By Press and Guide, Press Release, Guide Intern and Guide News
PUBLISHED: March 12, 2005 at 10:00 p.m. | UPDATED: June 17, 2021 at 11:44 a.m.
DEARBORN – Former Dearborn Heights resident Joseph Bok is not a movie star, but his model airplanes are.
Bok’s company, Aero Telemetry Corporation (Aero/FX), designed, built and flew the replicas of vintage airplanes that appeared in Martin Scorsese’s “The Aviator,” the story of aviation pioneer, Howard Hughes.
Aero/FX is known for construction of unmanned vehicles and measuring systems for military and commercial applications.
“We really didn’t know if these model planes would fly,” said Bok, 42.
The production schedule was so tight, there was little time to test the planes before filming. Three model planes were built and they varied in size from an 18-foot wing span for the H-1, 25 feet for the Hercules, also known as the Spruce Goose, and 30 feet for the XF-11. They were basically large model airplanes, controlled by up to two operators on the ground.
A pilot himself, Bok has logged hours flying World War II planes. His interest in aviation began with his father.
“Planes were our father’s love,” said Tom Bok, Joseph’s brother who also worked on the film. Tom served as operations director for the XF-11 model plane. Tom’s real job in Livonia is as a building engineer/inspector.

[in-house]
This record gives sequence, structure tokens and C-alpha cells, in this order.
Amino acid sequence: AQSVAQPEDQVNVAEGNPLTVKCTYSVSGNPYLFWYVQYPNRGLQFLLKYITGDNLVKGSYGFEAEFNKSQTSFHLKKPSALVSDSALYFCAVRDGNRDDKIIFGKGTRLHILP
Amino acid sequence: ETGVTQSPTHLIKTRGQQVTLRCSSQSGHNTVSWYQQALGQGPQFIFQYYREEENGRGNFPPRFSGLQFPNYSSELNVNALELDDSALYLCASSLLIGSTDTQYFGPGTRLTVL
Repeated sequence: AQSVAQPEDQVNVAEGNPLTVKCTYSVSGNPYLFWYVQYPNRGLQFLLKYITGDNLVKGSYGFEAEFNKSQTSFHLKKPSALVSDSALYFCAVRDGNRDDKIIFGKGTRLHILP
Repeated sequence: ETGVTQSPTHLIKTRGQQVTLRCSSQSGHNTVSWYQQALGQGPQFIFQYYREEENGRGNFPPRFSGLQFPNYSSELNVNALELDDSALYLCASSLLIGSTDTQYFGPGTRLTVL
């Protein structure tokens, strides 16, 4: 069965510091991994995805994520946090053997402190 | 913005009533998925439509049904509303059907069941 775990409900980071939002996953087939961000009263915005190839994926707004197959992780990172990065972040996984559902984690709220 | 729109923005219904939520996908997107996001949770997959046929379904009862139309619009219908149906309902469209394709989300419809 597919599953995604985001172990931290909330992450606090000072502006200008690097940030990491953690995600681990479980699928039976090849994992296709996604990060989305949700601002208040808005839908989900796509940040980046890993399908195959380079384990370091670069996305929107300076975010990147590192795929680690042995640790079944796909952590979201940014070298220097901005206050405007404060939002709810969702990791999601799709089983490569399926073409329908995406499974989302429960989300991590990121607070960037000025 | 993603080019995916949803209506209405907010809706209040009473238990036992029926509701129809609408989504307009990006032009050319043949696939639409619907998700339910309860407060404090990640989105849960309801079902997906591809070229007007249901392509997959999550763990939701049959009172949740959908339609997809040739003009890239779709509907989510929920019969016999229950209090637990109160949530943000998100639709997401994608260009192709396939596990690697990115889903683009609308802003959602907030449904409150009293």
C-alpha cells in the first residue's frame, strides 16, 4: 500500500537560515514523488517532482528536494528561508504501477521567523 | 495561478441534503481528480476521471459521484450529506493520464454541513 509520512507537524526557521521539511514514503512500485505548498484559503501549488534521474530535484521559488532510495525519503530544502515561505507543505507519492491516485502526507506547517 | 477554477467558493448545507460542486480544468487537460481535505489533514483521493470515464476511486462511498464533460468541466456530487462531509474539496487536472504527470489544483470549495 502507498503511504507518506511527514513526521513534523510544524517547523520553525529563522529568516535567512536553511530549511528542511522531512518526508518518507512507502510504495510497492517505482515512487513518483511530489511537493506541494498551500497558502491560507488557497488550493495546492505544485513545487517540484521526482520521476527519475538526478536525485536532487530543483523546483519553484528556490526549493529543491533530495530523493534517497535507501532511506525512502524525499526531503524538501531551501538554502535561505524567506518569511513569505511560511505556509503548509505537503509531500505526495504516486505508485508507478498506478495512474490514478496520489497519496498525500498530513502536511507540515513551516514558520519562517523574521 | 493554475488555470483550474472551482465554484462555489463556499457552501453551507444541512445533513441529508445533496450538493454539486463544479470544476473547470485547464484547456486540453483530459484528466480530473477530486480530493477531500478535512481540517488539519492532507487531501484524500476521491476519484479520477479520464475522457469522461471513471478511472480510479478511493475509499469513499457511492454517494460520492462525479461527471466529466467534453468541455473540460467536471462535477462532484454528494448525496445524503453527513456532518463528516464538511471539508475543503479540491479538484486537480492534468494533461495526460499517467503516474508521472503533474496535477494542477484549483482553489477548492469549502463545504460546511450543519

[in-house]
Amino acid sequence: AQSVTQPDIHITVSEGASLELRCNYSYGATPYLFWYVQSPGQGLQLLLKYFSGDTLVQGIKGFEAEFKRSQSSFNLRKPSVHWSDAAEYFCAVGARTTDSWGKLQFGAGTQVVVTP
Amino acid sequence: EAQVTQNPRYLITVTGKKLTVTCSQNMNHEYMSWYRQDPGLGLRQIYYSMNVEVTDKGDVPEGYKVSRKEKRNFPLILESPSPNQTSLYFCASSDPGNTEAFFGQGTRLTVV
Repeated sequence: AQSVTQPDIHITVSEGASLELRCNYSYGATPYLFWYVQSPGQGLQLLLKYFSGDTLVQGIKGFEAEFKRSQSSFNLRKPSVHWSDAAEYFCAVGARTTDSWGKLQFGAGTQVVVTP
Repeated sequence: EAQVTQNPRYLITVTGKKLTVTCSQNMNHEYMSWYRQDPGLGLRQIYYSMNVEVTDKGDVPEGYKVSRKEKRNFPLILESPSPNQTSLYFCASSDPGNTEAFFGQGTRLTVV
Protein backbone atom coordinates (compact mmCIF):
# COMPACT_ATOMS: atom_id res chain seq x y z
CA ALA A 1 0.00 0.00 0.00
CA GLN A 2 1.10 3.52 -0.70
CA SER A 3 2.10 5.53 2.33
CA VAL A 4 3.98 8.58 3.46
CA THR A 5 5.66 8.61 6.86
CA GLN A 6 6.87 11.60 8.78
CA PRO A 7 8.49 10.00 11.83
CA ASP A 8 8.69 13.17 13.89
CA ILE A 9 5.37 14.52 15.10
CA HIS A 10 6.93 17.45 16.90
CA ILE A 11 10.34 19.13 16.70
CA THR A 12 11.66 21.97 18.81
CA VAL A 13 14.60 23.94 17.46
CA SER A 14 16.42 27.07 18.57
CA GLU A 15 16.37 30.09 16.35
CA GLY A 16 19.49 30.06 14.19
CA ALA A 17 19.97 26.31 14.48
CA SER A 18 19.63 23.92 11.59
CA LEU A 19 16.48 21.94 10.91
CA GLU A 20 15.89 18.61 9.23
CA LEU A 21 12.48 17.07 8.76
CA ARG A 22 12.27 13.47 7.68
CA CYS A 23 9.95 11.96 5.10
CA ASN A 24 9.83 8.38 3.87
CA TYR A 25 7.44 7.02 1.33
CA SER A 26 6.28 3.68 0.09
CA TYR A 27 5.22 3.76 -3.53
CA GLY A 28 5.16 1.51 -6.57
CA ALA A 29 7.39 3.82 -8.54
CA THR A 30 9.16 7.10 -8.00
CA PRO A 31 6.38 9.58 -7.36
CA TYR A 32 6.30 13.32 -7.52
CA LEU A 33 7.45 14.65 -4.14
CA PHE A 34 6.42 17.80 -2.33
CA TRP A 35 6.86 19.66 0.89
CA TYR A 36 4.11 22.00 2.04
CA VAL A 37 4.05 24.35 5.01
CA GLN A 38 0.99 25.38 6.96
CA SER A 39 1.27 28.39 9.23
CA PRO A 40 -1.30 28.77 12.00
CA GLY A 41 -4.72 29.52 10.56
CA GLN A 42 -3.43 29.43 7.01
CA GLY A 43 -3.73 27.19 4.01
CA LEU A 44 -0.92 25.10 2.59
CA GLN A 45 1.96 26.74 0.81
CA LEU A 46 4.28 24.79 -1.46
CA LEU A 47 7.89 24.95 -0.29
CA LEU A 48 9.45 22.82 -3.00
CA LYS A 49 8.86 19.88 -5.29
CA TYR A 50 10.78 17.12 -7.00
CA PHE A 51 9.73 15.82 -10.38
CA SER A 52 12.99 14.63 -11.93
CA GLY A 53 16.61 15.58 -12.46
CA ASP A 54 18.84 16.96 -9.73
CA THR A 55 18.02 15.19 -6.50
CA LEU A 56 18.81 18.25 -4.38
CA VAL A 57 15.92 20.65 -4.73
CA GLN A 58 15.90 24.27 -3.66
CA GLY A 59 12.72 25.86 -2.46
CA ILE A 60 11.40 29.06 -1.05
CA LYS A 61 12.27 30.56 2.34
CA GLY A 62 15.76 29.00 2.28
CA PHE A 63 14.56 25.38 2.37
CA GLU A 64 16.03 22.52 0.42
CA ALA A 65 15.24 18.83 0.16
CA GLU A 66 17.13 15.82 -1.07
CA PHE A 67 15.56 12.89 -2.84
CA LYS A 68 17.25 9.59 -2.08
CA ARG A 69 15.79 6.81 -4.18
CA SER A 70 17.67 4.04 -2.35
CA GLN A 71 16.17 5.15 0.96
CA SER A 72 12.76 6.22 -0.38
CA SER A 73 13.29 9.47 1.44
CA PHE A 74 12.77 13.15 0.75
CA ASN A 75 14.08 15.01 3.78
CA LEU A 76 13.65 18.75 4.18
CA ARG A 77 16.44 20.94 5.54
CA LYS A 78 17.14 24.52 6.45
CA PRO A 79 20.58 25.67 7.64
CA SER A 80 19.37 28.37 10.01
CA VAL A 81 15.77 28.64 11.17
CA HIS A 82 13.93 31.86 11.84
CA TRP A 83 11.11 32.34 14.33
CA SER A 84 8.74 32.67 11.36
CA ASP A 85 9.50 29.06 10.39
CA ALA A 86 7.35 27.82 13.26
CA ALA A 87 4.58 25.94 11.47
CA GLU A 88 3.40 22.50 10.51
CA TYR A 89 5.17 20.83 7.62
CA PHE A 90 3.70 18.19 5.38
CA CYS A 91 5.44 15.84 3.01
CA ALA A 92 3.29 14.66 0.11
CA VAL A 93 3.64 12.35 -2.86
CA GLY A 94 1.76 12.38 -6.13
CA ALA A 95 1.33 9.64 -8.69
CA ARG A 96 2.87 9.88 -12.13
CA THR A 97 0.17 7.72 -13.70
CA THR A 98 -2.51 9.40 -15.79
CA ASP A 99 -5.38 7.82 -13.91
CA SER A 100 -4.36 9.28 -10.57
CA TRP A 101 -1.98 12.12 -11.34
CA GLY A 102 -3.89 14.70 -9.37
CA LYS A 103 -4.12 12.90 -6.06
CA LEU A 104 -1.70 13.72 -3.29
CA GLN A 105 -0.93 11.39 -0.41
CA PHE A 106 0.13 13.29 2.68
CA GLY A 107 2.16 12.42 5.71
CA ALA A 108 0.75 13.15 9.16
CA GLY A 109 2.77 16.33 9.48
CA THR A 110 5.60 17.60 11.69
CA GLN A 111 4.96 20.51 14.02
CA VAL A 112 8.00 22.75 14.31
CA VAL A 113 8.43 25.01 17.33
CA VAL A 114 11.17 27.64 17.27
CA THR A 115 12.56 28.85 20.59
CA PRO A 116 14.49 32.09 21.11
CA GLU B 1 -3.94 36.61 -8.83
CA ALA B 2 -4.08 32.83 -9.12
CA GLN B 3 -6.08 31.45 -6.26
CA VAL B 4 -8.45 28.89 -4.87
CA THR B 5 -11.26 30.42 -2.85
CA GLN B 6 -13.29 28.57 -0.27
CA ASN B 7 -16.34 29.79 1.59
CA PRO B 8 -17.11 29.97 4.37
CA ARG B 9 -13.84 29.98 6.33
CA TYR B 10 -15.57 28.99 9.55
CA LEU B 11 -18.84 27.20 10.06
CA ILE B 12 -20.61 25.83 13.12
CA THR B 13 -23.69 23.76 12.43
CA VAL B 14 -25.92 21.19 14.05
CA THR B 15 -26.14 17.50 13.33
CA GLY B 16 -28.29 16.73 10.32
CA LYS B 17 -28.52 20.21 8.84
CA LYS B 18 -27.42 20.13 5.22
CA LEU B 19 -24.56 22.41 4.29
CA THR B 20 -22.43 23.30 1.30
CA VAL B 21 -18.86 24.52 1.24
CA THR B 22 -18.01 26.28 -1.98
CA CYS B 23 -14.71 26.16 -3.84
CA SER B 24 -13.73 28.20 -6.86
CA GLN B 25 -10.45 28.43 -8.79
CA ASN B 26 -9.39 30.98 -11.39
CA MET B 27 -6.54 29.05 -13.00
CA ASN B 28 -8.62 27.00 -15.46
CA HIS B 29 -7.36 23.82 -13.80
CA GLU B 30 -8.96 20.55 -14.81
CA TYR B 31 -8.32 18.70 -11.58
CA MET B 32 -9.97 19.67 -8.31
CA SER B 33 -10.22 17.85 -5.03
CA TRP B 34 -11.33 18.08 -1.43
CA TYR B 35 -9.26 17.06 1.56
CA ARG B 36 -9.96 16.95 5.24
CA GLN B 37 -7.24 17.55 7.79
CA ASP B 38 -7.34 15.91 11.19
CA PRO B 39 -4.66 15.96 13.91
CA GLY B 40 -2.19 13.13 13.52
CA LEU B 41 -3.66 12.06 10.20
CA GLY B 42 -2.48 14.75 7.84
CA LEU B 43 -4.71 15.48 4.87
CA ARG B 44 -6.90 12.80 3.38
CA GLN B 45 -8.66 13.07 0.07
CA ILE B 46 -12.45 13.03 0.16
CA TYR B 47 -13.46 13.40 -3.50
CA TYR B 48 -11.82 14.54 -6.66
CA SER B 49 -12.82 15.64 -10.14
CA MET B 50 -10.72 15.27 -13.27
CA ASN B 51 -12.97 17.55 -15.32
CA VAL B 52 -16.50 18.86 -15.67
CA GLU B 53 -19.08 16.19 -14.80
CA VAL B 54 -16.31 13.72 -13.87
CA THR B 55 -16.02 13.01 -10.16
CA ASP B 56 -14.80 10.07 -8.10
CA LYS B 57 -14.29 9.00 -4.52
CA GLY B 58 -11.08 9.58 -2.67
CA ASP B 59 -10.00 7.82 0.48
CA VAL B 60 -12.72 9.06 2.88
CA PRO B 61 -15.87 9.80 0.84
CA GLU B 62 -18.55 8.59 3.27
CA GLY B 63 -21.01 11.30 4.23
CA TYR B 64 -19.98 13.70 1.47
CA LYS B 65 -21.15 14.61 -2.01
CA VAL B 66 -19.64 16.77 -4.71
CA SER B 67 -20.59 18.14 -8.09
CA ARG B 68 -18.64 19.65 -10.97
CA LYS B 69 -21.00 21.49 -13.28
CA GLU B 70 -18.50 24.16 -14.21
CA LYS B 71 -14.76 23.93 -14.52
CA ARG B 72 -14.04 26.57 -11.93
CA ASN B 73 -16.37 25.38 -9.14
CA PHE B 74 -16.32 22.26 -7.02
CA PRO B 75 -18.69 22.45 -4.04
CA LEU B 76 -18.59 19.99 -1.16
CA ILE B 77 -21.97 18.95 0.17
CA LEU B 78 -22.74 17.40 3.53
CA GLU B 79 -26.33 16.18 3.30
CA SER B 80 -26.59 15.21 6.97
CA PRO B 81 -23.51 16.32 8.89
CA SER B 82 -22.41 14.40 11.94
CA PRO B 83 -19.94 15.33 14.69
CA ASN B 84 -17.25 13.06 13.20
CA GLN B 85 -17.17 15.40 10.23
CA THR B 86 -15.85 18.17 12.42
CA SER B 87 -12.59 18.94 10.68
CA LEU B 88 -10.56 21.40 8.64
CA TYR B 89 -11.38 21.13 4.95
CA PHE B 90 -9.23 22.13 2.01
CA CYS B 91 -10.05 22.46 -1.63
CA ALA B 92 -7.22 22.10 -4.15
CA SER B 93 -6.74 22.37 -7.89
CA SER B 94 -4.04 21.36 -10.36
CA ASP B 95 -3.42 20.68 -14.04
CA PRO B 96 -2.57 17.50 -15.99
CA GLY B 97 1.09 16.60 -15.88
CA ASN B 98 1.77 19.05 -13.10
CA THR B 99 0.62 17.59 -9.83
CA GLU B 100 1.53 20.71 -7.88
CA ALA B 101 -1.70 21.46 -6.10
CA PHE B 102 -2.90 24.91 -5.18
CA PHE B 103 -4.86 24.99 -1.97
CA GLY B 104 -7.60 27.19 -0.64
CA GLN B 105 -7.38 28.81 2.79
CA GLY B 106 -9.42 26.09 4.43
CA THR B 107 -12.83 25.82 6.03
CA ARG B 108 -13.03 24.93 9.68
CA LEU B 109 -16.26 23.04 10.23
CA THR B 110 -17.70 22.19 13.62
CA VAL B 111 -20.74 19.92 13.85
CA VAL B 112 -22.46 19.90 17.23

Dr. Frank Bok, their father, has passed on, but their mother and sister also still live in the area.
“Joseph used to take things apart and put them back together,” said Therese Bok-Schmidt, Joseph’s sister. “One time he took a bike apart and put it back together without all the part and it worked better.”
Joseph’s interest in aerospace engineering grew from an elective course he took at the University of Southern California (USC), where he had earned a football scholarship. He received his degree in 1985 and got a Master’s in engineering in 1999.
“I get satisfaction in doing things that are difficult to accomplish and technically challenging,” said Bok. Building the model planes was certainly a challenge. They could not be made exactly to scale because as models, they might not fly properly. They had to consider the weight of the planes, wind strength in the area as well as how to transport the models to filming sites.
The XF-11 was disassembled, placed on a barge to be moved across the stretch of ocean between Los Angeles and Catalina Island, about 30 miles. It was reassembled on the island where filming occurred. The Spruce Goose model actually flew across Long Beach Harbor as the original wooden plane had done.
“We built the models in three months,” said Bok. “So, there were a lot of 18-hour days.”
Designers used plans obtained from the Smithsonian and Wright Patterson Air Force Base. The decision on what will become of the models is still up in the air, however, it’s likely they will be housed in an aviation museum.
“The planes built for this movie changed the way they film airplanes,” said Bok. “We set a new standard in airplanes are shot. You can tell if it’s a computer-generated aircraft.”
Bok and others in the Hollywood community were pleased with the performance of the model planes. And the movie must have been good as well. It was nominated for 11 Academy Awards this year, including Best Picture.
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